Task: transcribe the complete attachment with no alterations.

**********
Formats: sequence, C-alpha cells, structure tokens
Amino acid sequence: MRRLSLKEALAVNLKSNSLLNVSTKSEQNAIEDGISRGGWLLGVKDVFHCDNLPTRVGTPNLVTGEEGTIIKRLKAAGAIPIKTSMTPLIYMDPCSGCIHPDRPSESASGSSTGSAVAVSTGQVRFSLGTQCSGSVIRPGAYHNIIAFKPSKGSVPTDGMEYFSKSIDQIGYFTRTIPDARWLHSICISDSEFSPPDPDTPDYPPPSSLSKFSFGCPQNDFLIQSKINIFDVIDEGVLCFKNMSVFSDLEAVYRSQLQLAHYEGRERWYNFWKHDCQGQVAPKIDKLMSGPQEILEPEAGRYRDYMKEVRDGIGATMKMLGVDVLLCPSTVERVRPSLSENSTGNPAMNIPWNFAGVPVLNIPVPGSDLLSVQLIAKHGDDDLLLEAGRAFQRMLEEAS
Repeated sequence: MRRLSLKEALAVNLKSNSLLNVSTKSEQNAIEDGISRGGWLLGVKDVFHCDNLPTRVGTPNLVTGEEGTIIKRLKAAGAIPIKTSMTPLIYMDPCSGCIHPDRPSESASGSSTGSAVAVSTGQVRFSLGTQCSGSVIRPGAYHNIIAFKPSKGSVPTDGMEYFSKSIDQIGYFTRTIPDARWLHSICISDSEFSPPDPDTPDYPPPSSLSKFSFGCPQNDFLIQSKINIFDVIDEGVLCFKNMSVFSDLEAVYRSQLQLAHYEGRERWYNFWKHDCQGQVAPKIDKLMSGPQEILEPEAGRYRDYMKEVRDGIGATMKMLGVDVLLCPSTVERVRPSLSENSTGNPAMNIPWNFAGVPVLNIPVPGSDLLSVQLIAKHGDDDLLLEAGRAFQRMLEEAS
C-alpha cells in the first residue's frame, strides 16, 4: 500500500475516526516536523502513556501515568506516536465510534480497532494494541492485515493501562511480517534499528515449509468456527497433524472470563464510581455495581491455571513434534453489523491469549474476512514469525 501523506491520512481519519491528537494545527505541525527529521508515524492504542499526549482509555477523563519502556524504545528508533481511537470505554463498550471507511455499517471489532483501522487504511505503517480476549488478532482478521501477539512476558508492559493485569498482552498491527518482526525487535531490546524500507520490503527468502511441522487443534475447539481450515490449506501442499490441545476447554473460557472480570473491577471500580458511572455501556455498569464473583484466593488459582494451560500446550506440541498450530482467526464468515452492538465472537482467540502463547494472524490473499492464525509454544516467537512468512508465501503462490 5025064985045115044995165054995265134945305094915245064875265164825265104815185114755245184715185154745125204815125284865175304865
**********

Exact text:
Formats: sequence, C-alpha cells, structure tokens
Amino acid sequence: MRRLSLKEALAVNLKSNSLLNVSTKSEQNAIEDGISRGGWLLGVKDVFHCDNLPTRVGTPNLVTGEEGTIIKRLKAAGAIPIKTSMTPLIYMDPCSGCIHPDRPSESASGSSTGSAVAVSTGQVRFSLGTQCSGSVIRPGAYHNIIAFKPSKGSVPTDGMEYFSKSIDQIGYFTRTIPDARWLHSICISDSEFSPPDPDTPDYPPPSSLSKFSFGCPQNDFLIQSKINIFDVIDEGVLCFKNMSVFSDLEAVYRSQLQLAHYEGRERWYNFWKHDCQGQVAPKIDKLMSGPQEILEPEAGRYRDYMKEVRDGIGATMKMLGVDVLLCPSTVERVRPSLSENSTGNPAMNIPWNFAGVPVLNIPVPGSDLLSVQLIAKHGDDDLLLEAGRAFQRMLEEAS
Repeated sequence: MRRLSLKEALAVNLKSNSLLNVSTKSEQNAIEDGISRGGWLLGVKDVFHCDNLPTRVGTPNLVTGEEGTIIKRLKAAGAIPIKTSMTPLIYMDPCSGCIHPDRPSESASGSSTGSAVAVSTGQVRFSLGTQCSGSVIRPGAYHNIIAFKPSKGSVPTDGMEYFSKSIDQIGYFTRTIPDARWLHSICISDSEFSPPDPDTPDYPPPSSLSKFSFGCPQNDFLIQSKINIFDVIDEGVLCFKNMSVFSDLEAVYRSQLQLAHYEGRERWYNFWKHDCQGQVAPKIDKLMSGPQEILEPEAGRYRDYMKEVRDGIGATMKMLGVDVLLCPSTVERVRPSLSENSTGNPAMNIPWNFAGVPVLNIPVPGSDLLSVQLIAKHGDDDLLLEAGRAFQRMLEEAS
C-alpha cells in the first residue's frame, strides 16, 4: 500500500475516526516536523502513556501515568506516536465510534480497532494494541492485515493501562511480517534499528515449509468456527497433524472470563464510581455495581491455571513434534453489523491469549474476512514469525 501523506491520512481519519491528537494545527505541525527529521508515524492504542499526549482509555477523563519502556524504545528508533481511537470505554463498550471507511455499517471489532483501522487504511505503517480476549488478532482478521501477539512476558508492559493485569498482552498491527518482526525487535531490546524500507520490503527468502511441522487443534475447539481450515490449506501442499490441545476447554473460557472480570473491577471500580458511572455501556455498569464473583484466593488459582494451560500446550506440541498450530482467526464468515452492538465472537482467540502463547494472524490473499492464525509454544516467537512468512508465501503462490 5025064985045115044995165054995265134945305094915245064875265164825265104815185114755245184715185154745125204815125284865175304865